Artist, craftsman, dad, whatever. You better learn to take criticism. It’s part of the job, comes with the territory, and if you can’t stand it, you just aren’t going to grow and improve. Take criticism, maybe hear and listen to criticism is a better phrase. Oh those frail and fragile egos, let’s instead just bellow some, and insist we are right and everyone else is wrong for not thinking how great the film is.
“Winter Money”, my screenplay. it’s an “Indie Chick Flick”, and it is wonderful. Well, I think so anyway, and I may in fact be the only one who does.
So what do you do with your screenplay, your baby, oh it will just make people laugh and cry and and and. Reality check here.I asked my parents to read it. Well educated, well read, and honest. They loved it, said it was like a poem. I can still remember discussing it with them on a short car ride. Really, they said it, and I pushed, what do you think of the characters, do you believe them, do you care about them. Etc. Etc. Finally the damn burst, and the short car ride became very very long.
Now look, you can make films for yourself, that’s great. I can do that too, and they stay in my head, and I enjoy them all I want, but if I want to share them, If I want to affect an audience. I have to write the film, make the movie. You can make films for your friends, that’s cool too. However what if you want to reach people who don’t like all the same things you and your friends like. You know, sitting around the TV, drinking, smoking, watching porn and giggling like a 5 year old on a snow day. Okay, bad example, but I hope you get my drift.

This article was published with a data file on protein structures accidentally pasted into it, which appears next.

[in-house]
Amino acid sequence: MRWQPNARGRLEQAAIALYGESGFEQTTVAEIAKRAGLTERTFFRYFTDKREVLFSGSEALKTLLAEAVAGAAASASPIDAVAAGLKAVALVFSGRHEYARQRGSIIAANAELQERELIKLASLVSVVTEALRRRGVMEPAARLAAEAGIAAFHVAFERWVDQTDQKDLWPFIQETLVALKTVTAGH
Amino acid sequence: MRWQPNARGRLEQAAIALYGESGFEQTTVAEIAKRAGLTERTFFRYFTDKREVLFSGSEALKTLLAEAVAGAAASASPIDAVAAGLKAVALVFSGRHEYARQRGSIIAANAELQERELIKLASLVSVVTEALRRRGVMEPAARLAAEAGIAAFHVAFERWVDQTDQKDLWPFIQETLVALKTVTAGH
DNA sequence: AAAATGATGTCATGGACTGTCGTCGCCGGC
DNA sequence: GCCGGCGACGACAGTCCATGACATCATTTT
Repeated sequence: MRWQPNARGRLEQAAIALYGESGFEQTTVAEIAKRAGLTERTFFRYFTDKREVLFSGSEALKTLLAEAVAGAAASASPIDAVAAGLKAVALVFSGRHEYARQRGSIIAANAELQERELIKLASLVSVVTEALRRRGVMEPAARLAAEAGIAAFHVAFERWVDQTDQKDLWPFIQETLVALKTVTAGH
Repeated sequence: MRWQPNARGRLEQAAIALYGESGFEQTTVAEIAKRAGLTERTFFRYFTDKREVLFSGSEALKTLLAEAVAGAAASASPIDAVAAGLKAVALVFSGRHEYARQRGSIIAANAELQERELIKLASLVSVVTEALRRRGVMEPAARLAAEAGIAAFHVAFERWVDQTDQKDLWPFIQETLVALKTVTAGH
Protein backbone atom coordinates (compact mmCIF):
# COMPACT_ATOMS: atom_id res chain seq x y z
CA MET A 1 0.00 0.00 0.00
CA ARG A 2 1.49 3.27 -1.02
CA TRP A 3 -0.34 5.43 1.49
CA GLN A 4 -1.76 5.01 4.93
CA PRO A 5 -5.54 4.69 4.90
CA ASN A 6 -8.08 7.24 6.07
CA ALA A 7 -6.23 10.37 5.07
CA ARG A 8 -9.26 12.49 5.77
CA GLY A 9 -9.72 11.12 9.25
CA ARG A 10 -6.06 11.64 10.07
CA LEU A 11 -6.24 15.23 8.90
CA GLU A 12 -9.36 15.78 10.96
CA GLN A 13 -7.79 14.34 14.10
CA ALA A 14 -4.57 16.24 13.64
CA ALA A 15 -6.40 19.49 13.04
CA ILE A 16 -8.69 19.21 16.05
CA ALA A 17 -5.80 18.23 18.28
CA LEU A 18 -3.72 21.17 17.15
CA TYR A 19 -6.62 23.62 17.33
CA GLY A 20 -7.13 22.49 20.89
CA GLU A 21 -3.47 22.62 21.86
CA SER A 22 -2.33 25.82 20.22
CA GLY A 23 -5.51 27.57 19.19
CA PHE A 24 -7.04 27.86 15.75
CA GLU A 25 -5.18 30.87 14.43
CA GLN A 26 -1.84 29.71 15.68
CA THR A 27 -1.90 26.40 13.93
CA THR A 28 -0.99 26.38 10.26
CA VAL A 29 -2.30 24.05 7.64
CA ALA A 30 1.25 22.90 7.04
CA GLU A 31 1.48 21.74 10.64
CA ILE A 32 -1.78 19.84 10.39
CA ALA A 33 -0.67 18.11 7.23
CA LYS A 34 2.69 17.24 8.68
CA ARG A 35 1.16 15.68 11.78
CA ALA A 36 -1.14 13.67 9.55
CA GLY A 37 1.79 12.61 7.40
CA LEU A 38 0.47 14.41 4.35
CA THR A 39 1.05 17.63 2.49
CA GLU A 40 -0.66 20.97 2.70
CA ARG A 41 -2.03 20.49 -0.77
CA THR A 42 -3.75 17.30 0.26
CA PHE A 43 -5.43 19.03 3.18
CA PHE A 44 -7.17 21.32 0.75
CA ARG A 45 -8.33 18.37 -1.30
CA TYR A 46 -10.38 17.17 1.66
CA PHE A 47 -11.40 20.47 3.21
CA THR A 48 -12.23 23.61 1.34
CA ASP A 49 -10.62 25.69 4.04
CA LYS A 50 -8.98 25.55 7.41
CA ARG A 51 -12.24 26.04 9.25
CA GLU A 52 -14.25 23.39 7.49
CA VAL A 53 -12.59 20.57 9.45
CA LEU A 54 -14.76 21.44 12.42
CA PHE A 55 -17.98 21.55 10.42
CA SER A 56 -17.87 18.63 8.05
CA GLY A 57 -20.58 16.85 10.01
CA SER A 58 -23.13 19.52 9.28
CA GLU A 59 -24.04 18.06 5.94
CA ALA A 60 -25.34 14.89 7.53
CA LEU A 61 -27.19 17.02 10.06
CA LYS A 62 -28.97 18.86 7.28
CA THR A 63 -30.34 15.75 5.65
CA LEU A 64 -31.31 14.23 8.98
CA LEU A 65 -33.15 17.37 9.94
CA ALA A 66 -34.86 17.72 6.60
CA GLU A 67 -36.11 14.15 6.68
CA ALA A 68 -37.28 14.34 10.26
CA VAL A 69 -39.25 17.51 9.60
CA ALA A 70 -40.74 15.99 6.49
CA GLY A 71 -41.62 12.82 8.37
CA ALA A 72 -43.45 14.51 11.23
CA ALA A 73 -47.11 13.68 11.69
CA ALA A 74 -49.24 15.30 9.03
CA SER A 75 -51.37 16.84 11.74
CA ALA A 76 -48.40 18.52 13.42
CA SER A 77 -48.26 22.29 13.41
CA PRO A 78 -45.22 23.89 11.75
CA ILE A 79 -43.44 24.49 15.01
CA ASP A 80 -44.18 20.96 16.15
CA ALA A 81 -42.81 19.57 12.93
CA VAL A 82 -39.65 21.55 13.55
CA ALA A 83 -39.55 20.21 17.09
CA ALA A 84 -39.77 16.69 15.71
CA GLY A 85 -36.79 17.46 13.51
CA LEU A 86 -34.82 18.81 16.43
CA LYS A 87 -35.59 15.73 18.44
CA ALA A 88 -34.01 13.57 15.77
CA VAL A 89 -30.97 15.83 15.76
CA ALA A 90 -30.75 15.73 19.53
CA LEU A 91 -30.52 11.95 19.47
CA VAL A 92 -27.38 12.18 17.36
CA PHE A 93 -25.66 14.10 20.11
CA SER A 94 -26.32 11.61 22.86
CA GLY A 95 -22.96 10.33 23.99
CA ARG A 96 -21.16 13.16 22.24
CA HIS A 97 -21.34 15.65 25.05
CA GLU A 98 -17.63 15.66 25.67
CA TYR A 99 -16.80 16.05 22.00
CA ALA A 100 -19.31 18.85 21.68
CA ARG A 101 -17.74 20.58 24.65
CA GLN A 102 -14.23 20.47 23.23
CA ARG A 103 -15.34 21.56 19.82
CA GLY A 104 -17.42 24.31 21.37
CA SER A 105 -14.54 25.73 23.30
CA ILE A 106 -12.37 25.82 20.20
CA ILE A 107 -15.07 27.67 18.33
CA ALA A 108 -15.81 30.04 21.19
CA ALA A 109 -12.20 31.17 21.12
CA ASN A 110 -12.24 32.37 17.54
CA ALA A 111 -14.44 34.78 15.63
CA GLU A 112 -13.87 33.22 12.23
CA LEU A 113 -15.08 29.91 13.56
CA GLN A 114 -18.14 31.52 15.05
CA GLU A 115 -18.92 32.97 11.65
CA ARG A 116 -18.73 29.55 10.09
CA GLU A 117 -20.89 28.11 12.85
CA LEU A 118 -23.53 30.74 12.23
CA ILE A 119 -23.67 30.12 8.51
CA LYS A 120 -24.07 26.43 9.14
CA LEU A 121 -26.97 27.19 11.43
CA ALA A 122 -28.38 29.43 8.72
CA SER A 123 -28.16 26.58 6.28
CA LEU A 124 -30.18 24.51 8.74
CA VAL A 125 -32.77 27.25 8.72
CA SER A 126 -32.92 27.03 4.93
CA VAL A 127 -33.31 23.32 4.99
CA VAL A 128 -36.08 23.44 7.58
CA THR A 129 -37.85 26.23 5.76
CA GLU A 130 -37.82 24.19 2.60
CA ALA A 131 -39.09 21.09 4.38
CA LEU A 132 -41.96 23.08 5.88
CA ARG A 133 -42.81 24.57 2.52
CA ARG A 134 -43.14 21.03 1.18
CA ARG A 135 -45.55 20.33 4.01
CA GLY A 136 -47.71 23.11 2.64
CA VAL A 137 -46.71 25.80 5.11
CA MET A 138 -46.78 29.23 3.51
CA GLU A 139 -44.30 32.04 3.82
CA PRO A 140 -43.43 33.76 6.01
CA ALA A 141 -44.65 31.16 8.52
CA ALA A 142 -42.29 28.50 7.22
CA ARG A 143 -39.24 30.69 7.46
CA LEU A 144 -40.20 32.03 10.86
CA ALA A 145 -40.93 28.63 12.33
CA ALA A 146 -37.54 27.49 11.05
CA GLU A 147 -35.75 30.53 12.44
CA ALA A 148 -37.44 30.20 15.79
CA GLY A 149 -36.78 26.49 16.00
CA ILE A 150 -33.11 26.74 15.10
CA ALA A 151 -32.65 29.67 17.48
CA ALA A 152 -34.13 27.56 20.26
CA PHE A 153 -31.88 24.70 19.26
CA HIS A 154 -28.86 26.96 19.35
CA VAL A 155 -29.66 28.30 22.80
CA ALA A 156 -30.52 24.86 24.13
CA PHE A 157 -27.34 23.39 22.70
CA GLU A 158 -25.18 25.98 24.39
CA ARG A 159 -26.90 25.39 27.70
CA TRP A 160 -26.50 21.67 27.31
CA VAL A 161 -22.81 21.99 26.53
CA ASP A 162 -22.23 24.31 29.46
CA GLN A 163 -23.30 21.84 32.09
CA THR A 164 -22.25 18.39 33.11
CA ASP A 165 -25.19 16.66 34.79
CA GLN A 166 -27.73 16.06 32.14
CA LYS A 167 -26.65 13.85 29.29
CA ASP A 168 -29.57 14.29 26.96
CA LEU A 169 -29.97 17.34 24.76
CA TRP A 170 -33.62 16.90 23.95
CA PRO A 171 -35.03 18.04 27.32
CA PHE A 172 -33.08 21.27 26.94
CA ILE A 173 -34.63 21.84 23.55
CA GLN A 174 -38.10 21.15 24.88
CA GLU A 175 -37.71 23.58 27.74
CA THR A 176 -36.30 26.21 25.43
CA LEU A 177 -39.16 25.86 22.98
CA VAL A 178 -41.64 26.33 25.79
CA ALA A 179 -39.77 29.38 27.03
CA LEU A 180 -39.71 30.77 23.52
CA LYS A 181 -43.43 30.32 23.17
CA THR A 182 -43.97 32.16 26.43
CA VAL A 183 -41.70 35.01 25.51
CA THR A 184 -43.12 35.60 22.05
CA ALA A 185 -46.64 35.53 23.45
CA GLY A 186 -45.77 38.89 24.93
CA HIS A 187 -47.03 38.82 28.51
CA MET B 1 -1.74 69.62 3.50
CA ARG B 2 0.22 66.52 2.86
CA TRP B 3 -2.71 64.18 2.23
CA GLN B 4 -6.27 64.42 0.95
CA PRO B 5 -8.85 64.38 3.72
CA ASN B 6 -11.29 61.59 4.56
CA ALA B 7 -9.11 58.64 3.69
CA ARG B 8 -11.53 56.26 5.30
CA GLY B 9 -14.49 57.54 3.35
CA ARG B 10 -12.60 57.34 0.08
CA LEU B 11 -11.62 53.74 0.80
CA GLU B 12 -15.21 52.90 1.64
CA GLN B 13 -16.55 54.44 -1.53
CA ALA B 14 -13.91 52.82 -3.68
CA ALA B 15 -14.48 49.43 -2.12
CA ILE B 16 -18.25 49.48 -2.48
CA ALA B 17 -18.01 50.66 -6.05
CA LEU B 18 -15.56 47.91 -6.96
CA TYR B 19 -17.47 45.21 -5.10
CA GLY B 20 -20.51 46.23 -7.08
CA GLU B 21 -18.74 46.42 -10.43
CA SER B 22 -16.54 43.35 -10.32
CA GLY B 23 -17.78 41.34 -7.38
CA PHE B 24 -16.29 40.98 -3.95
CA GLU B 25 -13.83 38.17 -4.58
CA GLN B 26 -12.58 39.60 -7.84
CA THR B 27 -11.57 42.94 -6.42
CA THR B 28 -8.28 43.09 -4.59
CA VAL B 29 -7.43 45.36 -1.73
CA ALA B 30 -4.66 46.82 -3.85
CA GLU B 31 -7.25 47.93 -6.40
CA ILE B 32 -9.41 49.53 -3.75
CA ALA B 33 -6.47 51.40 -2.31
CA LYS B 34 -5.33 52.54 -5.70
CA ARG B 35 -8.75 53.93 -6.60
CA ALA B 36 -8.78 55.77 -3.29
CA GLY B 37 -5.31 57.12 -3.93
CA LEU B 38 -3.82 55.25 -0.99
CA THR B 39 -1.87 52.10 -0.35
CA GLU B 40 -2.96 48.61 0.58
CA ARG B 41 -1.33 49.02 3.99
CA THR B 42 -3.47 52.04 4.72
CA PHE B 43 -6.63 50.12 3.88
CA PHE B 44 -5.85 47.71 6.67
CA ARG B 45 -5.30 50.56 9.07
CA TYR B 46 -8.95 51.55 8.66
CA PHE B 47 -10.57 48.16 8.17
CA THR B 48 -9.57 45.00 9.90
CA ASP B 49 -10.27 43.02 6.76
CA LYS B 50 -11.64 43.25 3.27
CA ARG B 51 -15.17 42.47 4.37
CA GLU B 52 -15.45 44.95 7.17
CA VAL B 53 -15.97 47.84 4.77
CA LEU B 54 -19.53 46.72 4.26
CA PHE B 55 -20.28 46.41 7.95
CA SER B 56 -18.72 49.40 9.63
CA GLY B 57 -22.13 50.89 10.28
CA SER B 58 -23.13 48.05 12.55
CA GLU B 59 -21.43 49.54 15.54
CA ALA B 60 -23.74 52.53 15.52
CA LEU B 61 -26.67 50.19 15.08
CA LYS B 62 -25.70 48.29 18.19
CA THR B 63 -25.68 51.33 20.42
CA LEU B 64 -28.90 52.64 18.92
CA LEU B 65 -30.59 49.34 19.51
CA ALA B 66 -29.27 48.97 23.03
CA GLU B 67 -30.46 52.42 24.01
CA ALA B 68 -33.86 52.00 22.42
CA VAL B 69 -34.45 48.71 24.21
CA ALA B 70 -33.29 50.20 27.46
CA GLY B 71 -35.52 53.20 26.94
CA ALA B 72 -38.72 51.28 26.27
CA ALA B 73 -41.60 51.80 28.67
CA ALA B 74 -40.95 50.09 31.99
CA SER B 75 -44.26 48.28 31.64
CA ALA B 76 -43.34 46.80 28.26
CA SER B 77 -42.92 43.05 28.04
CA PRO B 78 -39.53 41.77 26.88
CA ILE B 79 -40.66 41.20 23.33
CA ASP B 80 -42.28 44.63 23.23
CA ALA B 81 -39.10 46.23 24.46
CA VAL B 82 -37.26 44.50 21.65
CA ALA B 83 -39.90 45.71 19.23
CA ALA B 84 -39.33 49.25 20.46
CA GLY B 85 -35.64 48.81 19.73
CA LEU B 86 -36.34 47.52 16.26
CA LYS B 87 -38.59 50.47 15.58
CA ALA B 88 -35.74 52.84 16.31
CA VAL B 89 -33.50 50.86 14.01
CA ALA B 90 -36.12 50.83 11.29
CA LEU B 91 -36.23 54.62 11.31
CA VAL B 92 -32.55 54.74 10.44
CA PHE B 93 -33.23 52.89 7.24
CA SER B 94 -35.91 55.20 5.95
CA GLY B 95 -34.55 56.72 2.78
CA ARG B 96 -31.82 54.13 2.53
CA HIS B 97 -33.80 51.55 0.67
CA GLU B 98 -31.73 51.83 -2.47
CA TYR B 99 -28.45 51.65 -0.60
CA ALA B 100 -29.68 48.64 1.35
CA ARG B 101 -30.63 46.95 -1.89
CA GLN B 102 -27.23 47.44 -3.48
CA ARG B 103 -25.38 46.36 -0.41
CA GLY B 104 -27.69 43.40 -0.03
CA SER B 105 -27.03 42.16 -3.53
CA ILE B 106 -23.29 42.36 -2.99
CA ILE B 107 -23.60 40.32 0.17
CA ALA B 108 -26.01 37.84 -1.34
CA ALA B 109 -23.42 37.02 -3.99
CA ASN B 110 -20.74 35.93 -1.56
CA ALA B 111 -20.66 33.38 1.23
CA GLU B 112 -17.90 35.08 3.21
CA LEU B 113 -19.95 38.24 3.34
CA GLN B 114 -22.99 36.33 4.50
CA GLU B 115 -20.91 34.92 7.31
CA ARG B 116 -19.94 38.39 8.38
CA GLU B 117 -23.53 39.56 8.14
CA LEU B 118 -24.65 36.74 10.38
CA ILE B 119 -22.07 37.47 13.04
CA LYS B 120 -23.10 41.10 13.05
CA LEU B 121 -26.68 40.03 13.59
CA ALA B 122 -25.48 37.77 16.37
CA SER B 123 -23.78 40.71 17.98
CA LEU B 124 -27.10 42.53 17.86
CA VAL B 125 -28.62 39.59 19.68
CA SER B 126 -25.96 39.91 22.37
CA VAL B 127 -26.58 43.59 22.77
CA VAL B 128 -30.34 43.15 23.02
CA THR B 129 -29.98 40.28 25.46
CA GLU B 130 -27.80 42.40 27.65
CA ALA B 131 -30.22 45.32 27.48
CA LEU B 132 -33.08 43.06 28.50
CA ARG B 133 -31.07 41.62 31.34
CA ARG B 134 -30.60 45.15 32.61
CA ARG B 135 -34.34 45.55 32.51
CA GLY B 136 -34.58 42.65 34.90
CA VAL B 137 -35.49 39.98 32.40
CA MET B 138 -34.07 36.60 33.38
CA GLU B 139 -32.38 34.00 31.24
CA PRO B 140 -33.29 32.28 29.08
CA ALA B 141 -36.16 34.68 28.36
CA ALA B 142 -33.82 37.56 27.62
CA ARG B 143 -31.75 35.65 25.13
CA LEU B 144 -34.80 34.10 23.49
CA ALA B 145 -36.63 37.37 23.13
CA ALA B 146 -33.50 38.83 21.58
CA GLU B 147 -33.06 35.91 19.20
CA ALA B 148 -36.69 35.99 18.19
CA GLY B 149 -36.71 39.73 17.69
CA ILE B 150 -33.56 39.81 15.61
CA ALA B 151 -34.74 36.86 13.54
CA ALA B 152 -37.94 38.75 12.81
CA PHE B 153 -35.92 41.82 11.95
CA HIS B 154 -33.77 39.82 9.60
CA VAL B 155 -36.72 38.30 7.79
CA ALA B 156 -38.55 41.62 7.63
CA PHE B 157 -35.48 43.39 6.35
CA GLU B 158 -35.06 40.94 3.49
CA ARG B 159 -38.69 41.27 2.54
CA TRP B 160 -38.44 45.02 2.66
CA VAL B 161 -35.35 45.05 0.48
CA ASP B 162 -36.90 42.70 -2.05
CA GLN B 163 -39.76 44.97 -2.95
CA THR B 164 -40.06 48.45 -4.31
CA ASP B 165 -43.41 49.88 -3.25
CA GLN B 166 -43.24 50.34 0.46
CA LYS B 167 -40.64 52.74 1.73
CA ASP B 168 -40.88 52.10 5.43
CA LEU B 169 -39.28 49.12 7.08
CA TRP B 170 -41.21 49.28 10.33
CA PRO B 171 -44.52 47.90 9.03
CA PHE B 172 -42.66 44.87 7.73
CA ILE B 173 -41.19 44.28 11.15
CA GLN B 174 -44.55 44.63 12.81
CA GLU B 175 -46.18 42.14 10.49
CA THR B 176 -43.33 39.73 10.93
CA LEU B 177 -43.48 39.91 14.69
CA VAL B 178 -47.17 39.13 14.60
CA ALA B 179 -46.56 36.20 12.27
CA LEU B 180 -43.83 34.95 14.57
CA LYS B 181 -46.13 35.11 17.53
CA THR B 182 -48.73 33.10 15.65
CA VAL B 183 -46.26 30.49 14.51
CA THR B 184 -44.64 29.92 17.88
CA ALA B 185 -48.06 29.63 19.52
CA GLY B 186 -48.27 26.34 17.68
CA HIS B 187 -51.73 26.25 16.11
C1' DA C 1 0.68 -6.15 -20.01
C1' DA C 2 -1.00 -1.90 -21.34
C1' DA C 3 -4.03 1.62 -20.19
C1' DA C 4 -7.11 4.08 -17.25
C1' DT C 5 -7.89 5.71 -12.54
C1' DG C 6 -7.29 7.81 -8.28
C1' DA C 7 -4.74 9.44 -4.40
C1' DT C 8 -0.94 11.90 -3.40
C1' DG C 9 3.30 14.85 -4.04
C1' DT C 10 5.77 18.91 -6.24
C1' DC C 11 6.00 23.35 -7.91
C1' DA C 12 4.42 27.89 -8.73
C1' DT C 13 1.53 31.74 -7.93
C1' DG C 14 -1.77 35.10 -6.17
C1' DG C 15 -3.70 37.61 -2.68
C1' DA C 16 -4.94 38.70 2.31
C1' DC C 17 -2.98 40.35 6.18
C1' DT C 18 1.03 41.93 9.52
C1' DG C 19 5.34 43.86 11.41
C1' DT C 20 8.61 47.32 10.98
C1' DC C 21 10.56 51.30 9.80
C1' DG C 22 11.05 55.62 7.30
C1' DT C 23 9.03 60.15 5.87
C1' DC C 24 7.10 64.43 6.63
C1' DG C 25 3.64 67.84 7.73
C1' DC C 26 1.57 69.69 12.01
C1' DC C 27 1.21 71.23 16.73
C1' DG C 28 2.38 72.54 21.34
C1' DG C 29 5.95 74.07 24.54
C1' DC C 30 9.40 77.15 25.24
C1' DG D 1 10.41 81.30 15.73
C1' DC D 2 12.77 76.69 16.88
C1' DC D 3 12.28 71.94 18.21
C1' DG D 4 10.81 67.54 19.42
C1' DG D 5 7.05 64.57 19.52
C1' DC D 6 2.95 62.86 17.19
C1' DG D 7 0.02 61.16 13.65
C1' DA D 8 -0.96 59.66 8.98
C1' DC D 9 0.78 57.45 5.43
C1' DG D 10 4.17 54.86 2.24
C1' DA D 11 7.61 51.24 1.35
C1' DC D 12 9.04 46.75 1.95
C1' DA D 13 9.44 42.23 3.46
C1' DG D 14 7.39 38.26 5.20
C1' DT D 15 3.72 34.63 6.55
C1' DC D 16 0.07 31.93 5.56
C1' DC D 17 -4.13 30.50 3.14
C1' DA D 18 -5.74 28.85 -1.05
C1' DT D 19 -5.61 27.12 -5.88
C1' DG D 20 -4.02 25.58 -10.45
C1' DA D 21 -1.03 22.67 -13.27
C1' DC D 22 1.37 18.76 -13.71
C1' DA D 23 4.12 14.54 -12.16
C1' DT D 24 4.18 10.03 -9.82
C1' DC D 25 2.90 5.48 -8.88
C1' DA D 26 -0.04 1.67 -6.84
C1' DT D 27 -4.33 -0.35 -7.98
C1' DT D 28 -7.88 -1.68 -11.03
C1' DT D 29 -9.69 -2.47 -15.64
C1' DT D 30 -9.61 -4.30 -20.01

So after my parents finally finished absolutely trashing my screenplay, I had to ask them what was it that they liked? “Well you wrote it dear” was their answer. Listen, you ask for a critique, you ask someone what they think, do not be upset just because you didn’t hear what you were hoping for. Hey it was draft one, and who could expect perfection? Still I thought the dialog was authentic, they said that “No one talks like that”, like the way I wrote them.
I am not upset about hearing the truth, not at all. It’s a journey, and one you’ve got to take. Now there are rules to this, to giving critique.
Always start with something positive. ALWAYS. Hey, make it a game. When you read or watch absolutely the worst thing ever. Find something positive. “Hey I like the title” “really?” “Yes, the font style was very nice.”
Bad example, but that’s the point. Find something positive, don’t lie, be inventive. If it is a hard subject to write about, then tell them they are brave. Being brave is a good one, because most people think they are baring their soul when creating. Congratulating someone on finishing their script or movie is also a good way to begin. Why do this? It eases the person into being critiqued. The defenses drop, and suddenly they are ready for you to tell them the hard stuff.